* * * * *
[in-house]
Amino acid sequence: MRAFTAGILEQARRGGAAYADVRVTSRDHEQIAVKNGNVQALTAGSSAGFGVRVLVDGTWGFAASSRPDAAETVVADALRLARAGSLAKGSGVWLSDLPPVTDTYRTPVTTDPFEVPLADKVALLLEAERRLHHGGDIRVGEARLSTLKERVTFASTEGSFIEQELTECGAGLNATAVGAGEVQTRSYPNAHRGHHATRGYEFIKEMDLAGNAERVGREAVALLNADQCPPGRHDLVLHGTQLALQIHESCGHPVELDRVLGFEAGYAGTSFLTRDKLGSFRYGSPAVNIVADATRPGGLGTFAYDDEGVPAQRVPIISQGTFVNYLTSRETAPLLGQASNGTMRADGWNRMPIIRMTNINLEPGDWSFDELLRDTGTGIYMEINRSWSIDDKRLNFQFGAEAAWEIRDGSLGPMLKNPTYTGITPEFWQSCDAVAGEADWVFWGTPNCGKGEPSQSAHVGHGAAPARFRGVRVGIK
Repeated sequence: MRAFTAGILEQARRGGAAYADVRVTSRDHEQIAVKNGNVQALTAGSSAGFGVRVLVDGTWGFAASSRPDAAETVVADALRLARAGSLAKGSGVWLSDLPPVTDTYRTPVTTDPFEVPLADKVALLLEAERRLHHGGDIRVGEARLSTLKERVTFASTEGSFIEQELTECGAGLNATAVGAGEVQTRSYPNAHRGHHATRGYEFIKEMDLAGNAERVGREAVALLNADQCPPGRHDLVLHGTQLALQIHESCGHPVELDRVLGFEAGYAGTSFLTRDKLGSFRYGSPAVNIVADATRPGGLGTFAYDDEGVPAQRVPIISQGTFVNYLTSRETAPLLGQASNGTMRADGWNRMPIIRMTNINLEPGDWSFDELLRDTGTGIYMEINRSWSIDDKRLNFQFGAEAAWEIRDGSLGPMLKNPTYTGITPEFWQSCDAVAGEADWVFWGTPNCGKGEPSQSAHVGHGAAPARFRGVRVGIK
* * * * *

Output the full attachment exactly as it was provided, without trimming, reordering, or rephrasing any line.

[in-house]
Amino acid sequence: MRAFTAGILEQARRGGAAYADVRVTSRDHEQIAVKNGNVQALTAGSSAGFGVRVLVDGTWGFAASSRPDAAETVVADALRLARAGSLAKGSGVWLSDLPPVTDTYRTPVTTDPFEVPLADKVALLLEAERRLHHGGDIRVGEARLSTLKERVTFASTEGSFIEQELTECGAGLNATAVGAGEVQTRSYPNAHRGHHATRGYEFIKEMDLAGNAERVGREAVALLNADQCPPGRHDLVLHGTQLALQIHESCGHPVELDRVLGFEAGYAGTSFLTRDKLGSFRYGSPAVNIVADATRPGGLGTFAYDDEGVPAQRVPIISQGTFVNYLTSRETAPLLGQASNGTMRADGWNRMPIIRMTNINLEPGDWSFDELLRDTGTGIYMEINRSWSIDDKRLNFQFGAEAAWEIRDGSLGPMLKNPTYTGITPEFWQSCDAVAGEADWVFWGTPNCGKGEPSQSAHVGHGAAPARFRGVRVGIK
Repeated sequence: MRAFTAGILEQARRGGAAYADVRVTSRDHEQIAVKNGNVQALTAGSSAGFGVRVLVDGTWGFAASSRPDAAETVVADALRLARAGSLAKGSGVWLSDLPPVTDTYRTPVTTDPFEVPLADKVALLLEAERRLHHGGDIRVGEARLSTLKERVTFASTEGSFIEQELTECGAGLNATAVGAGEVQTRSYPNAHRGHHATRGYEFIKEMDLAGNAERVGREAVALLNADQCPPGRHDLVLHGTQLALQIHESCGHPVELDRVLGFEAGYAGTSFLTRDKLGSFRYGSPAVNIVADATRPGGLGTFAYDDEGVPAQRVPIISQGTFVNYLTSRETAPLLGQASNGTMRADGWNRMPIIRMTNINLEPGDWSFDELLRDTGTGIYMEINRSWSIDDKRLNFQFGAEAAWEIRDGSLGPMLKNPTYTGITPEFWQSCDAVAGEADWVFWGTPNCGKGEPSQSAHVGHGAAPARFRGVRVGIK